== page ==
Presentism: “The application of current ideals and moral standards to interpret historical figures and their actions.” (Source: Wordsmith.org.) Accent is on the first syllable.
This definition, used in literary and historical contexts, first appeared in print in 1916, according to the Oxford English Dictionary. The dictionary provides a citation from the American Journal of Sociology: “Equal respect . . . for conservatism, presentism, and futurism.”
A new edition of Mark Twain’s Huckleberry Finn from NewSouth Books, in which “nigger”—used 219 times in the original—is replaced with “slave” and “injun” with “Indian” has prompted a lot of discussion about presentism. Here’s the Chronicle of Higher Education in an article titled “Censoring Twain”:
So, is this political correctness run amok? Another example of how easily we destroy our cultural heritage and fictionalize our collective history in service to presentist hyper-sensitivities?
In an essay about the new Huckleberry Finn in The New Republic, Hillary Kelly argues that “to reach into the past with a contemporary mindset can be a dangerous game to play. Presentism can only lead to a severely distorted perception of history, as differences are erased and anachronisms abound.”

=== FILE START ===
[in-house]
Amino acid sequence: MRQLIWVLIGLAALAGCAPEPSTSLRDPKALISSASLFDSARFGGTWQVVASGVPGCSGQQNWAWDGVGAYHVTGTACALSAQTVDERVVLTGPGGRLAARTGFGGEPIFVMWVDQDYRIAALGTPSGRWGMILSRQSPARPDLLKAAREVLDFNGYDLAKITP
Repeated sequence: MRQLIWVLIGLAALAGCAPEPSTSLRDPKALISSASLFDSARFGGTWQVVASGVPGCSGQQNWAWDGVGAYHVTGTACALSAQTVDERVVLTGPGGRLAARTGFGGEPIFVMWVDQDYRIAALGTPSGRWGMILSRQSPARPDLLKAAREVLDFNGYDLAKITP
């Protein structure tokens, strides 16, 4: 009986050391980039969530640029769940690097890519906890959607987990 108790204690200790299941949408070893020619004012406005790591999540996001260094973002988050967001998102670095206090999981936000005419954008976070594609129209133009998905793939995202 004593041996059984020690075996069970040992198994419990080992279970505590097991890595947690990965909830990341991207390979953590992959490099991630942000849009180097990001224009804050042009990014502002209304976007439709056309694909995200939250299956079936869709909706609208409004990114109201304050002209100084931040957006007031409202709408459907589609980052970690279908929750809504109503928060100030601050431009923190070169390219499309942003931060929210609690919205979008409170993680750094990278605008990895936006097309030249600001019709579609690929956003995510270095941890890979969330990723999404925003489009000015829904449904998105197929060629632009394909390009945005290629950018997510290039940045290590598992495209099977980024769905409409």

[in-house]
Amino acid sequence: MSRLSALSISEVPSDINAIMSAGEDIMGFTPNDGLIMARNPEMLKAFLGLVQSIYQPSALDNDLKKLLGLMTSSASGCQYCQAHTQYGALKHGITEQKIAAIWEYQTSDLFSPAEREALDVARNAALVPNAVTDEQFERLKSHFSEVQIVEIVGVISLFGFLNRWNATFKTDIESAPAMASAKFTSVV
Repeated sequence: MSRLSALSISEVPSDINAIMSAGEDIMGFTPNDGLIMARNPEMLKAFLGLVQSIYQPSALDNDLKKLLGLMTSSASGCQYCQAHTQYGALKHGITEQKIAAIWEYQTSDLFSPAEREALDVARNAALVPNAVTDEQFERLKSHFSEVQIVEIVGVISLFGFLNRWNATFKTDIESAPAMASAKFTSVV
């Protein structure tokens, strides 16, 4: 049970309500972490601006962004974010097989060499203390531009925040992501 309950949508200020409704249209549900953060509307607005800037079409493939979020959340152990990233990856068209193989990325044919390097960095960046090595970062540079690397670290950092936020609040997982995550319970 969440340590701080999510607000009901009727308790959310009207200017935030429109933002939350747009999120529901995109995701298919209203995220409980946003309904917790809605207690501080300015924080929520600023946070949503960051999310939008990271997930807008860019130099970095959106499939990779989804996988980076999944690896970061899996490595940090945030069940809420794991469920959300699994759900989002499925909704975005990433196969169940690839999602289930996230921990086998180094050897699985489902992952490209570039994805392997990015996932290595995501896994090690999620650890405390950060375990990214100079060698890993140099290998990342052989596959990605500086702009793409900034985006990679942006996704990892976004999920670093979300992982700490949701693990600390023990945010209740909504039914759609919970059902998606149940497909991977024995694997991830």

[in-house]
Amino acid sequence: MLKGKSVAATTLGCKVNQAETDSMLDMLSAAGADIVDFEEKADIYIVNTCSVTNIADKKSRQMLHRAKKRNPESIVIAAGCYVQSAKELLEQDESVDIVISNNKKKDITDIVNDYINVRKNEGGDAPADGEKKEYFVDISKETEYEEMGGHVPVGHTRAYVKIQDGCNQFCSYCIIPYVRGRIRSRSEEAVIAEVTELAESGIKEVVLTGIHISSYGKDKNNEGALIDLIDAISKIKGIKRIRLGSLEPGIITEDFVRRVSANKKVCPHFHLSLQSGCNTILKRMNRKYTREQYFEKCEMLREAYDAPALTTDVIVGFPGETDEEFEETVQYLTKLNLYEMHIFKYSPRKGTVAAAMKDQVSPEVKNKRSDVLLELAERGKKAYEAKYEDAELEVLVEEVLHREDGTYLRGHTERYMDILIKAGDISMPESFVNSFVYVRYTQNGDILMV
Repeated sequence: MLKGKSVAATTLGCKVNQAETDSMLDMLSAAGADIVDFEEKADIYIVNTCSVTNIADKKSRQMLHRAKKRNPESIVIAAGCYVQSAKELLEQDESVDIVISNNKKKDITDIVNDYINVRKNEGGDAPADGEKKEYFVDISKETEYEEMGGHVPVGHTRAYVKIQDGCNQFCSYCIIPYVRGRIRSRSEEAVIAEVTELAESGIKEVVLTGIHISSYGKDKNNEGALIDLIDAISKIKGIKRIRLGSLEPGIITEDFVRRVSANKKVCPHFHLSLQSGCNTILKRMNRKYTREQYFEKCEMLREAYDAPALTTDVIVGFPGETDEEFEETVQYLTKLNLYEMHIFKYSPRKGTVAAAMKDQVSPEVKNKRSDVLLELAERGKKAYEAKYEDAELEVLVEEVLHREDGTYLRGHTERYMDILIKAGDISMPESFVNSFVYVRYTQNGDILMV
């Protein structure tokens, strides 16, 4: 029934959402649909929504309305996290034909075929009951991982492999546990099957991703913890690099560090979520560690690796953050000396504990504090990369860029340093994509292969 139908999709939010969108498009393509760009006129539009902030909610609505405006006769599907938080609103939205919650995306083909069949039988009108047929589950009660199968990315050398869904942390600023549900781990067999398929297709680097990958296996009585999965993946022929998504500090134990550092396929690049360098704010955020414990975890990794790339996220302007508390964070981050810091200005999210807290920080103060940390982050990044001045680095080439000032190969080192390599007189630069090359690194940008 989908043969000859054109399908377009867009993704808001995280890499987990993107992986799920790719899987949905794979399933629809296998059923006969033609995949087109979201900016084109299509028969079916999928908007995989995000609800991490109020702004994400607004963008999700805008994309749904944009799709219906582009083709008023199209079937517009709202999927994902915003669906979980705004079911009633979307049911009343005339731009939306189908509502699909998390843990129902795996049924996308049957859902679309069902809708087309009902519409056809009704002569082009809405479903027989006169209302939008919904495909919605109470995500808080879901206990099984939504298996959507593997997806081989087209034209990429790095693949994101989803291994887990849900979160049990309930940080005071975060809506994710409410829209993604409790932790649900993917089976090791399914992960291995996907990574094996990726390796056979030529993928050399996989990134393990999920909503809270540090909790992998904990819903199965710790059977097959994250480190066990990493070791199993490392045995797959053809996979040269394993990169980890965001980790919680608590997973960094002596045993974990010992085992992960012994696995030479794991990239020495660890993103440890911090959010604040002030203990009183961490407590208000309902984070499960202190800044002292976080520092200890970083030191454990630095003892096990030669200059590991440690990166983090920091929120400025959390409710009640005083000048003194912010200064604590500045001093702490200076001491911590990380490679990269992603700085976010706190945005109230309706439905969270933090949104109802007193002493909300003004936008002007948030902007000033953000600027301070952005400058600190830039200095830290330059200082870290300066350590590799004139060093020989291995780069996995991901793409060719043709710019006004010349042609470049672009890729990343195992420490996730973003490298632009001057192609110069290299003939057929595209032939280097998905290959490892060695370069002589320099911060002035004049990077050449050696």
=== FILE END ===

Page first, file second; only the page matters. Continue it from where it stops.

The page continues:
For a more sardonic take, I refer you to this Tom the Dancing Bug comic strip, “Adventures of Huckleberry Finn, Corrected to Reflect Modern Sensibilities!” Be sure to read the “study questions” at the bottom. (Via Maud Newton.)
“Presentism” is used primarily by critics of the revisionist approach, who sometimes slam it as “abandonment of history.” Advocates are more likely to call it “sensitivity” or “reaching a wider audience.”
Presentism also crops up in discussions of how history should be taught. The Boston 1775 blog, which looks at New England before, during, and after the Revolutionary War, reviewed a children’s history of the 1787 constitutional convention under the title “A Presentist Picture Book.” And in Perspectives, the journal of the American Historical Association, UCLA history professor Lynn Hunt argued in 2002 that “[p]resentism, at its worst, encourages a kind of moral complacency and self-congratulation.”
There’s a completely different definition of presentism in ethics and philosophy, where the term refers to “an attitude that since the present is the only thing that really exists . . . ethical judgments need to weigh actual present good on a different scale than hypothetical past good or future good.” (Source: Wikipedia.)
Note: Presentism is not to be confused with another recent coinage, presenteeism, which is defined as the opposite of absenteeism: “when employees come to work despite illness or injury that should have kept them home.” (Source: Nolo’s Plain-English Law Dictionary.)